|Monday, 16 July 2012 12:53|
Russia and Saudi Arabia traded diplomatic blows at the weekend in a rare public spat that centred on deaths in the kingdom"s oil-rich eastern province and laid bare tensions between the two countries over Syria.
Riyadh condemned as "hostile" the expression of "great concern" by Konstantin Dolgov, Russia"s human rights envoy, over two deaths last week in what Moscow said were clashes between peaceful protesters and security forces in Saudi Arabia"s Qatif district.
The two countries have been on opposite sides of the Syrian crisis and have exchanged many accusations of interference, with Russia sending weapons to its ally President Bashar al-Assad and Saudi Arabia publicly backing the arming of rebel fighters.
Riyadh, which denies its security forces attacked demonstrators in Qatif, expressed "strong astonishment and surprise" about what it described as Russia"s "blatant and unjustified intervention ... in the internal affairs of the kingdom".
"The kingdom hopes that this strange comment was not intended to divert attention from the savage and ugly massacres that the Syrian regime is practising against its own people with support and backing from known parties that are obstructing any honest effort to end the bloodshed of the Syrian people," said a foreign ministry statement cited by SPA, the Saudi state news agency.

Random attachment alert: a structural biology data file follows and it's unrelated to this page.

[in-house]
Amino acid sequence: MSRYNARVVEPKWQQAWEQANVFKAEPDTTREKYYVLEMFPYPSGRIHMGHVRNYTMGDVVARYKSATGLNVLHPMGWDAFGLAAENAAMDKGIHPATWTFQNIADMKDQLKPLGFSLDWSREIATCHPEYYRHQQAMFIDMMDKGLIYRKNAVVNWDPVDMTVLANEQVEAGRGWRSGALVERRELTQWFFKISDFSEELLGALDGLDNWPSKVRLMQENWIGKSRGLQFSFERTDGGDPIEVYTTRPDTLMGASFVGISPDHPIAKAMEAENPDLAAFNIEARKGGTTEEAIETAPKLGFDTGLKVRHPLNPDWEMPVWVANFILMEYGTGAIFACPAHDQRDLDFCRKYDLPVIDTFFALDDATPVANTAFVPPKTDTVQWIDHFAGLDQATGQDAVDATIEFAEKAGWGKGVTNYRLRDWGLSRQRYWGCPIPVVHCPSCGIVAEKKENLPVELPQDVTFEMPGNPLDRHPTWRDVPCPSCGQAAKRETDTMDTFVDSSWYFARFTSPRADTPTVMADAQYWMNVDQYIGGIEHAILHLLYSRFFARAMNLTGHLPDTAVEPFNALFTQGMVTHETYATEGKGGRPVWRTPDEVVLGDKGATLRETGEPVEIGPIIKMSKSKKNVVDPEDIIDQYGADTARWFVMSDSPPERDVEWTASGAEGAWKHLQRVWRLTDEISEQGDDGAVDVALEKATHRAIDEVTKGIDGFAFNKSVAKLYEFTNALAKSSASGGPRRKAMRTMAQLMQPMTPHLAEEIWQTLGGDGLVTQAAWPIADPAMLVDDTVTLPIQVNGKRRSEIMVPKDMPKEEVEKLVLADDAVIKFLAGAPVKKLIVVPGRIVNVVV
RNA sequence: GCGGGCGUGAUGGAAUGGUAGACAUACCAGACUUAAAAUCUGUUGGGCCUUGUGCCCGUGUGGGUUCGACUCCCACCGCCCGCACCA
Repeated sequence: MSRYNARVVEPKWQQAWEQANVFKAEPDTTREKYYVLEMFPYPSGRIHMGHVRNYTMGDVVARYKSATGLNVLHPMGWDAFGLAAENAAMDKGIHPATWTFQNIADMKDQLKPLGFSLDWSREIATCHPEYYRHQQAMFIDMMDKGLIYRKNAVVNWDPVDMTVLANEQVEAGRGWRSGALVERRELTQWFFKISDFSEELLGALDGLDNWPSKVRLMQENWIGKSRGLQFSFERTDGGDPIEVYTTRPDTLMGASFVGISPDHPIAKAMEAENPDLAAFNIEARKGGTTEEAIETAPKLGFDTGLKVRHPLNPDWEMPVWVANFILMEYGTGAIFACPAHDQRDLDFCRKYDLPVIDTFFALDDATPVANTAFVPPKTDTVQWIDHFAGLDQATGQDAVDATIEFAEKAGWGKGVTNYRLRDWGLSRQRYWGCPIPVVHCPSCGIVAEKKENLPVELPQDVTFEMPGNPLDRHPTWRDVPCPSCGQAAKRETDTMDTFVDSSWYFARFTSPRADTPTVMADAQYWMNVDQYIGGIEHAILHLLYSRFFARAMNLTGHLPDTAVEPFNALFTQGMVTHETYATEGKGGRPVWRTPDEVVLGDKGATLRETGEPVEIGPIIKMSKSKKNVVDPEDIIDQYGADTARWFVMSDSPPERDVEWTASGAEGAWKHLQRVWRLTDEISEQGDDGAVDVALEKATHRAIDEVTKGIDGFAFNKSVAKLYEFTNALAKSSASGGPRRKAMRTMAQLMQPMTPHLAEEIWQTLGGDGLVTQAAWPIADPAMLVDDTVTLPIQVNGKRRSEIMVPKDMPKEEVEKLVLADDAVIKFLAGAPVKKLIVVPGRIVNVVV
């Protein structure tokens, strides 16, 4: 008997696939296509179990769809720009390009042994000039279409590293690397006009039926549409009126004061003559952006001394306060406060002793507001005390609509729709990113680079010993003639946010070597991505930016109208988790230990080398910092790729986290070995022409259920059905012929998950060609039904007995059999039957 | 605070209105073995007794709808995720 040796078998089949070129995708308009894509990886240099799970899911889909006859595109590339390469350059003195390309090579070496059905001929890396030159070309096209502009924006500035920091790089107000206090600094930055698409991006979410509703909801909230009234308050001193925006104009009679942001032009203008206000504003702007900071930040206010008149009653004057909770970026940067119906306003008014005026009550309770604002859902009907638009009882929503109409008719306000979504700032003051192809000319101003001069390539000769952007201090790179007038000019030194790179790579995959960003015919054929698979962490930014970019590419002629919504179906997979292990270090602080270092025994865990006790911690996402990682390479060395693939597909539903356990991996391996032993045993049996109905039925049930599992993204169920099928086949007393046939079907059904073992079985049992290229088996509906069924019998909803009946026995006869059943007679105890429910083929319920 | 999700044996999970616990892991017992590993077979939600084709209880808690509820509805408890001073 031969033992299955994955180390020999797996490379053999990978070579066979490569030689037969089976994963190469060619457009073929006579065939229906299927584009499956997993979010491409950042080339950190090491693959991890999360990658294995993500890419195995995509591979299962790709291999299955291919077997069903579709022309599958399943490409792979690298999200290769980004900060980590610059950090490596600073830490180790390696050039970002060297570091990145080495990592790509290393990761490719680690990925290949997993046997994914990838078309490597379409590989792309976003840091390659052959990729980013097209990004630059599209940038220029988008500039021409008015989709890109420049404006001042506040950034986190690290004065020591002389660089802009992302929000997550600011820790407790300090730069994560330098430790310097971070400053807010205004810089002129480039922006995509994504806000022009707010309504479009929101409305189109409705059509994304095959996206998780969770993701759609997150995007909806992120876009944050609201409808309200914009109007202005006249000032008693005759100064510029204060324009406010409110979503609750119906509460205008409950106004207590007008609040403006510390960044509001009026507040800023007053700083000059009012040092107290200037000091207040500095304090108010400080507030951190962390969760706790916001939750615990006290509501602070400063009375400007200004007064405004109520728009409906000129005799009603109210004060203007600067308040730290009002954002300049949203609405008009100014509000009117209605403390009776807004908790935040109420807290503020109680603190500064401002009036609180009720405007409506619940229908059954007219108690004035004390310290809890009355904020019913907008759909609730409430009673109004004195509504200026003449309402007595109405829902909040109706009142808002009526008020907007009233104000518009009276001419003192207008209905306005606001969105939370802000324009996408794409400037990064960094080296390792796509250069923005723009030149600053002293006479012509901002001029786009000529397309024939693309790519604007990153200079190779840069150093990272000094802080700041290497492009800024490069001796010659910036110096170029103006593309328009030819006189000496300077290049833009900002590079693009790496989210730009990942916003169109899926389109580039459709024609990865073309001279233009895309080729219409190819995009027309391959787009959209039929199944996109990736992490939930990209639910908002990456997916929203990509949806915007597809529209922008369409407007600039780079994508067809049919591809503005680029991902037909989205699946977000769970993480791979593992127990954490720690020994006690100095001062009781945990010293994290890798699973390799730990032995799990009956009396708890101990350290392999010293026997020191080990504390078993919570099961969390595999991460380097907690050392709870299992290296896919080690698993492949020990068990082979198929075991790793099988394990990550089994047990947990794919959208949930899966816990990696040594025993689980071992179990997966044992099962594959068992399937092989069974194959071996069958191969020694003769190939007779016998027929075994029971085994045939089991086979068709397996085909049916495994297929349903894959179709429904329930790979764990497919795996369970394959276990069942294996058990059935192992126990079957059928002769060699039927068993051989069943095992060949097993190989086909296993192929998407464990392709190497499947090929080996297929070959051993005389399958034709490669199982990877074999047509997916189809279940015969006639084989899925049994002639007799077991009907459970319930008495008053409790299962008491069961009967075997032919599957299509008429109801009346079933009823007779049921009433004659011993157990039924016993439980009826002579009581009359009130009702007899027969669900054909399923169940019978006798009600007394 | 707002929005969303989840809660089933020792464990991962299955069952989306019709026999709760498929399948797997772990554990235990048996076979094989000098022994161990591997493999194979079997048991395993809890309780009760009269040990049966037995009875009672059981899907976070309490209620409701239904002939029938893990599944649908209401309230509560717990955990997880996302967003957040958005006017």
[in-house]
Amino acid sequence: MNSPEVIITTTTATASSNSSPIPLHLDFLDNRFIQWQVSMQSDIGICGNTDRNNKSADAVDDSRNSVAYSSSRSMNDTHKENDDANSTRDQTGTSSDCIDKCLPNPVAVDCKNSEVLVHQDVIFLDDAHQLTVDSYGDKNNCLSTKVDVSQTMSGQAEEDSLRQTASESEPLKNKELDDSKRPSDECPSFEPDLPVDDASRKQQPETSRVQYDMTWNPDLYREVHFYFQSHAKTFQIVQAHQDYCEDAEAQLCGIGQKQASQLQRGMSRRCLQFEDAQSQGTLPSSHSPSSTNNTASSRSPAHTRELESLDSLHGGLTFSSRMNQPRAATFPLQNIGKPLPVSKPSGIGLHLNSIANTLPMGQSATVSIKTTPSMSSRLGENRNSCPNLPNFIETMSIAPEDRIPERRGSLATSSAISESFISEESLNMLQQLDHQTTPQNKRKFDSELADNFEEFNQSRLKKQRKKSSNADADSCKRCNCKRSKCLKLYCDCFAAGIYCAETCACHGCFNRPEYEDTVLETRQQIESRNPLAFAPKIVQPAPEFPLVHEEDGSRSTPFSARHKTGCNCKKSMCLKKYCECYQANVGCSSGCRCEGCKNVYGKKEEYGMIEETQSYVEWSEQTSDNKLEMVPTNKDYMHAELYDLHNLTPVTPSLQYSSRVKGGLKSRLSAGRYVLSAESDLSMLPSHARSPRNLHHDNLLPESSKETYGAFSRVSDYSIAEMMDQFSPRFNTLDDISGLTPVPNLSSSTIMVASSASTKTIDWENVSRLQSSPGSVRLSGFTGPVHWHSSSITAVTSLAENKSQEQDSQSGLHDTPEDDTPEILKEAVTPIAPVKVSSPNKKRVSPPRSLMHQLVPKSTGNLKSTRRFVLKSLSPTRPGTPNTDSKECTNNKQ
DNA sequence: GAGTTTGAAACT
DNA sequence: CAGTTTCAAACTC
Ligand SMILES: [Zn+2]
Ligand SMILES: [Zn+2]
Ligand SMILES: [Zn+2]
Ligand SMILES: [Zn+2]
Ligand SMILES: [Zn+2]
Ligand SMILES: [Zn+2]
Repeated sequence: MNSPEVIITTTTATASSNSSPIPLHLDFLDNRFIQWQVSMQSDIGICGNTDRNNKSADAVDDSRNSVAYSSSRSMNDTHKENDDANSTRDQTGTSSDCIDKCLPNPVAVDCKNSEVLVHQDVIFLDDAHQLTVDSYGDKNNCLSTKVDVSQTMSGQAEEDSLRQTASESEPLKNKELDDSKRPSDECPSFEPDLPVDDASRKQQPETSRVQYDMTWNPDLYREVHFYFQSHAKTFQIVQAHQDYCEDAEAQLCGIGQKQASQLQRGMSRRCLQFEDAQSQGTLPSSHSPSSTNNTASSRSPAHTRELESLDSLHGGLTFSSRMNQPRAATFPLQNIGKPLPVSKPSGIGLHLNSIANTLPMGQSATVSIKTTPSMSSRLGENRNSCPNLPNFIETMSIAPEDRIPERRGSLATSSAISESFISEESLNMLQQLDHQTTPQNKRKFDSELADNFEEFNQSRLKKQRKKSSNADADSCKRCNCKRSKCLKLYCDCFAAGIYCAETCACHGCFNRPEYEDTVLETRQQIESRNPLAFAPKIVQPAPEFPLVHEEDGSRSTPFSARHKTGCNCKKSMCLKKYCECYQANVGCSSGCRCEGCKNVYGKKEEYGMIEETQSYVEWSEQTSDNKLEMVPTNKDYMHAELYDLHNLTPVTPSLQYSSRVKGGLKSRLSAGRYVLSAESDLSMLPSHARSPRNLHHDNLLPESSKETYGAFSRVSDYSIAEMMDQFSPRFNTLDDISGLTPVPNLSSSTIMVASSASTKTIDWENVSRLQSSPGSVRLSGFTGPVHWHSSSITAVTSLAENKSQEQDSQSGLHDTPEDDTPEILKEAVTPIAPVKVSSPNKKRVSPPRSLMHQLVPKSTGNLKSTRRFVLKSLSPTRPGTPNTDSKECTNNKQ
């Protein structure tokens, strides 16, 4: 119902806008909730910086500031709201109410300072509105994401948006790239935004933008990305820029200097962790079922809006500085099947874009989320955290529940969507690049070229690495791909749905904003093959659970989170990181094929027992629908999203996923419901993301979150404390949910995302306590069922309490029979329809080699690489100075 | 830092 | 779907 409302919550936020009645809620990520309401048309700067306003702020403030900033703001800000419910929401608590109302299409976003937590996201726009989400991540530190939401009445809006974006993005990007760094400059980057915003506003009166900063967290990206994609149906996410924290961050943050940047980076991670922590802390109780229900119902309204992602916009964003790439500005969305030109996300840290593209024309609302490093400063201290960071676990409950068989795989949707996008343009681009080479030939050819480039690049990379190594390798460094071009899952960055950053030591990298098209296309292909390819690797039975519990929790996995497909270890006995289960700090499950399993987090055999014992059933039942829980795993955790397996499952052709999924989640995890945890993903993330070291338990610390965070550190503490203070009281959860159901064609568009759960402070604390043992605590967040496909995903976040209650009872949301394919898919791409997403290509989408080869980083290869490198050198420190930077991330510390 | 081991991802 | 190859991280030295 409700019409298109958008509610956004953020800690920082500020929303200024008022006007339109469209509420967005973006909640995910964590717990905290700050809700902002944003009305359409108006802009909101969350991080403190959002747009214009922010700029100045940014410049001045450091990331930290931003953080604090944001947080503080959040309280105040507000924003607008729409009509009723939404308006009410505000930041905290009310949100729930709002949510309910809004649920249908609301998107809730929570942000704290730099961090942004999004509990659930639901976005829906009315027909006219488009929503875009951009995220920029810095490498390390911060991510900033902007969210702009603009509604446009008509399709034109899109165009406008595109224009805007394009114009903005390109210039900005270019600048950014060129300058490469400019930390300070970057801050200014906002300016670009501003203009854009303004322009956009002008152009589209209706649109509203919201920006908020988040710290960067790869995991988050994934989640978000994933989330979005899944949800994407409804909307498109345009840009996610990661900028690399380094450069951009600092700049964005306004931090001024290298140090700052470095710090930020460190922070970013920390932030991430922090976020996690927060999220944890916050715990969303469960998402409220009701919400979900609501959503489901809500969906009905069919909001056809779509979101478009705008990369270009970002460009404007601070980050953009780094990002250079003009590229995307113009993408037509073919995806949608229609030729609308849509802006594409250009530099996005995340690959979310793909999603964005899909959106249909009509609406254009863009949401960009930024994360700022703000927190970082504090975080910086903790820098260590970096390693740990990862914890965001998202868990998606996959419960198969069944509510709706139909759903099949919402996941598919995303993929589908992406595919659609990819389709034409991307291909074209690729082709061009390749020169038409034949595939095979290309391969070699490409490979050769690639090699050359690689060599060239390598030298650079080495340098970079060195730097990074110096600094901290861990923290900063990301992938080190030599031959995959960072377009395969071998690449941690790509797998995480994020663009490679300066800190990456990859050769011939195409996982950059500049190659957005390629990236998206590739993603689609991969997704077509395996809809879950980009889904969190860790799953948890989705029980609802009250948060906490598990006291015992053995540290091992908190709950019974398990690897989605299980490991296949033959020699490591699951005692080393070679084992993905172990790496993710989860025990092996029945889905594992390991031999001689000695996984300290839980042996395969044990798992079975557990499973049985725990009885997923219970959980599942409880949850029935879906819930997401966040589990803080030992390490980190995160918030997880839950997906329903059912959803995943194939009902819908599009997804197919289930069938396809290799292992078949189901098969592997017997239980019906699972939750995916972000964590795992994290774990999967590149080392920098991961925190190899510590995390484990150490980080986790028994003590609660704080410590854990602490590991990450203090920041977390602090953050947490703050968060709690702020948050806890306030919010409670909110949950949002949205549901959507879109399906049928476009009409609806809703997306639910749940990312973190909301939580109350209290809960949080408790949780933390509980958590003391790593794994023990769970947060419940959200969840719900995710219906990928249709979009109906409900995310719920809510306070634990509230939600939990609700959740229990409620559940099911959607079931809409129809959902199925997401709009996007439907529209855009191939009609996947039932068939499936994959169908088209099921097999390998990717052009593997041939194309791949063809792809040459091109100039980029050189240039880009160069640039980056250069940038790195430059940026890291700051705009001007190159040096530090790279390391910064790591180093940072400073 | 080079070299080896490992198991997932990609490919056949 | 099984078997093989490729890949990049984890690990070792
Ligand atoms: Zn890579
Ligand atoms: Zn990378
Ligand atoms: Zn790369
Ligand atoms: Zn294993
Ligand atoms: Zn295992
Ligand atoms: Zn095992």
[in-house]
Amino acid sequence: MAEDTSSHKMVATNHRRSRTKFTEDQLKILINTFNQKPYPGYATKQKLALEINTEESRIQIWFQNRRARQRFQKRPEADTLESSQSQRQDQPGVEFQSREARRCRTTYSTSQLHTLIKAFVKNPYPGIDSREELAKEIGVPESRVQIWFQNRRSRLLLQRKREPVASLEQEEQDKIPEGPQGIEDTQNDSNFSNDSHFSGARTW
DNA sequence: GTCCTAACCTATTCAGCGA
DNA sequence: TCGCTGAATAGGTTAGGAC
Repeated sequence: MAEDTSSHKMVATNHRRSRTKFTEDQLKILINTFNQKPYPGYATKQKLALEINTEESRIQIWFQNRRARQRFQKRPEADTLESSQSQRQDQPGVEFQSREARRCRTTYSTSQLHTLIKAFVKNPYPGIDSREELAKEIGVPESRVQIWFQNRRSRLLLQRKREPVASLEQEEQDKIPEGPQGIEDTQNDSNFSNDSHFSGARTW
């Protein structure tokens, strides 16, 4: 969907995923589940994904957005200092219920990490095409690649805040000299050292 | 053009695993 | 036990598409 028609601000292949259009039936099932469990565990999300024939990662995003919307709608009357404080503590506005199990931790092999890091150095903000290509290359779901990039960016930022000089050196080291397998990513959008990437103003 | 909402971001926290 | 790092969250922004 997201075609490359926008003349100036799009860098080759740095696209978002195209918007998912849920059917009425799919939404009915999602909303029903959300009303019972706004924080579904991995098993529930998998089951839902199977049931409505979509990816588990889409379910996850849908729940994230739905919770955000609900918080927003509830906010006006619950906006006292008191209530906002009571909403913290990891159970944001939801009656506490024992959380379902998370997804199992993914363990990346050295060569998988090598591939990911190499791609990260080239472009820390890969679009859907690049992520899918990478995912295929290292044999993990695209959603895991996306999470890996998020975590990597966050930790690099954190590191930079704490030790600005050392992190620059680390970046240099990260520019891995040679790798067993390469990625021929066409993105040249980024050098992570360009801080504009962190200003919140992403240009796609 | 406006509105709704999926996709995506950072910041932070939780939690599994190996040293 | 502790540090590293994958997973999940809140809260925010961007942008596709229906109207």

The Qatif deaths, the latest in a series in the area over the past year, came after the arrest of a high-profile Shia cleric accused of "sedition", according to the Saudi government.
Mr Dolgov said that people in the eastern coastal province, whose large population of Shia Muslims have long alleged discrimination by the Sunni monarchy in Riyadh, were demonstrating "against the existing, according to their opinion, impairment of the rights of the Shia community on the part of the authorities of the kingdom".
Russia"s government usually takes any chance it can get to needle Saudi Arabia, which it has accused of fomenting rebellion among the Muslim populations of Russia"s north Caucasus region and of not doing enough to rein in Islamic charities allegedly funding terrorists.
Russia has backed Shia minorities throughout the Middle East, partly due to its partnership with Shia Iran, and partly in an attempt to counter what it sees as US hegemony in the region.